H.R. 1 also standardizes vote-by-mail procedures to reduce confusion that results in uncounted ballots. In 2021, many voters were left awaiting absentee ballots that either came past too far or never arrived at all. Those who did get their ballots were often concerned about their ballot arriving back at the board of elections in time to be counted. The act requires states to track and confirm the receipt of absentee ballots and make it easier for people to return ballots through secure dropboxes.
H.R. 1 also forbids any official from overseeing an election in which they, or a family member, really are a candidate. For example: In November 2021, Brian Kemp campaigned being governor of Georgia at the same time that he was overseeing the election as Georgia's secretary of state. He resigned in response to a lawsuit arguing that that refereeing and running within the same election violates the basic constitutional principle that a person may not be the court in their own case. H.R. 1 would formalize this rule.
Perhaps most critically, H.R. 1 would also end the political parties' control over drawing congressional districts-a process which is abused across the country, by both Democrats and Republicans, and which herds millions of Americans into bizarre geographic constructions for that sole purpose of being able to win more races with same number of votes.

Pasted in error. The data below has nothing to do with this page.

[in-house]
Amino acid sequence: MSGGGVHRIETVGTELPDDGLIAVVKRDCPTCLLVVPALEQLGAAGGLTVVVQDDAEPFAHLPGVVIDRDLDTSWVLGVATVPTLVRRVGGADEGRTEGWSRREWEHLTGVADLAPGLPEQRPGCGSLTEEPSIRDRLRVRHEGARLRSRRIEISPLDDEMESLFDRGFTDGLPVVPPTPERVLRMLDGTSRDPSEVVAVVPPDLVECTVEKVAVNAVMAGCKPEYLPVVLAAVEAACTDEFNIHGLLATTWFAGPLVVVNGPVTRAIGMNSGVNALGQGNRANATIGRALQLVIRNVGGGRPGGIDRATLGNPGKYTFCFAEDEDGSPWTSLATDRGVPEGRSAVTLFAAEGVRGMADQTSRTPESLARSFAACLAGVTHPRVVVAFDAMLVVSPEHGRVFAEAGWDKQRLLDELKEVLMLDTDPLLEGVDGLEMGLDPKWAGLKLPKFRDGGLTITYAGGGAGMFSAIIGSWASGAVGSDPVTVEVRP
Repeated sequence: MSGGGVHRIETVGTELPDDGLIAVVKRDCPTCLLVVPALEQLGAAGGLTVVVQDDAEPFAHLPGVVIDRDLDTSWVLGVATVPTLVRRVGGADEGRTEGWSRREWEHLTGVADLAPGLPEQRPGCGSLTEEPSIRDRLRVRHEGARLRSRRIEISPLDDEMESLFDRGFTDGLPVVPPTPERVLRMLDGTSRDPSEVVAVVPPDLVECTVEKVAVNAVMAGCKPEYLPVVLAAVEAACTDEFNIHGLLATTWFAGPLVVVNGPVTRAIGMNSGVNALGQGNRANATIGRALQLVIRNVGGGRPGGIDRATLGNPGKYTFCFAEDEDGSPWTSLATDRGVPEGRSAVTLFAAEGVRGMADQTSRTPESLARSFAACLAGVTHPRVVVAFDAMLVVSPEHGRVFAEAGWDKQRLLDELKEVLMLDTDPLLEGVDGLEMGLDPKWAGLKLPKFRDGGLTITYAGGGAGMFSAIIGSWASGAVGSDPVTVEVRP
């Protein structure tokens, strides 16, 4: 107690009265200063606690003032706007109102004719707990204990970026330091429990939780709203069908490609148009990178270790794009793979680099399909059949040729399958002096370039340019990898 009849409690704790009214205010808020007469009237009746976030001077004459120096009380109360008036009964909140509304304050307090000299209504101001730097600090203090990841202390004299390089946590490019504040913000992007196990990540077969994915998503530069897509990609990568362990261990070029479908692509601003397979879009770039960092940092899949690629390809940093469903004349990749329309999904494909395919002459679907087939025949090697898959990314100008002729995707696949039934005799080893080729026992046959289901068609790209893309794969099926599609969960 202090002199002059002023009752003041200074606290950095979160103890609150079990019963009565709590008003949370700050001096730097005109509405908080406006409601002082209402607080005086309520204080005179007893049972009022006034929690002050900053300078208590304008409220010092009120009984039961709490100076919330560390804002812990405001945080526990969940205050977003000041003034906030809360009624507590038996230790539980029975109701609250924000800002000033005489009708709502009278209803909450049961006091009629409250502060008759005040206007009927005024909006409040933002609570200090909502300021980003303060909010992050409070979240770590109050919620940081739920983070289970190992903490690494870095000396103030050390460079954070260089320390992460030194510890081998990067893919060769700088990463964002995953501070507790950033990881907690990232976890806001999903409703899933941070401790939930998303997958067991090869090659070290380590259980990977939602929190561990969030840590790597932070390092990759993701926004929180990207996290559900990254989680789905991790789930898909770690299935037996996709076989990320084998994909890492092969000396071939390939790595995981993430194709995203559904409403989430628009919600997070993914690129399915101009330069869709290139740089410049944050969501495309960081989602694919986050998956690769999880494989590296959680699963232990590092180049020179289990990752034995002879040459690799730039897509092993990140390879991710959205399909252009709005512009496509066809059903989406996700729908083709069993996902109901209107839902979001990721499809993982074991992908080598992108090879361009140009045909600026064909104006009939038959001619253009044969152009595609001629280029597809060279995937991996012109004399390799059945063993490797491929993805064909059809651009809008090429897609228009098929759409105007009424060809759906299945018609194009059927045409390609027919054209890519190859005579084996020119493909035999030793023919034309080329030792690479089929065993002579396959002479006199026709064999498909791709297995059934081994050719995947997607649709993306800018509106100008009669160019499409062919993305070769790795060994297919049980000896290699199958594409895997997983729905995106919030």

Instead, H.R. 1 requires states to make use of non-partisan redistricting commissions to draw these lines. In the face of the Supreme Court's decision in 2021 not to stand in the way of extreme partisan redistricting, this provision would help make a state's representation more proportional to the actual outcome of elections.
The For the People Act includes numerous provisions to increase election security and, just as importantly, bolster public confidence in this security. It creates minimum standards for election equipment vendors ; requires paper ballot receipts to enable audits; directs states to prevent and deter cybersecurity risks; and funds research into improving the security of our election infrastructure.
It would also require federal intelligence agencies to help states share information about potential security threats and also to test voting machines for vulnerabilities. The Act doesn't leave states footing the bill: it provides over $1 billion in funding to help states take these steps to better secure our elections.
All of these actions are well within Congress's authority to manage elections in which a candidate for federal office is around the ballot. In fact, Congress's power here to manage elections is broad and explicitly authorized by multiple constitutional provisions.
First and foremost, Article I's Elections Clause explicitly empowers Congress to regulate the \”times, places and manner\” of federal elections. The final Court has explained that this includes the power to \”provide a complete code for congressional elections.\” Indeed, Congress's power here's \”paramount, and may be exercised at any time, and to any extent which it deems expedient.\”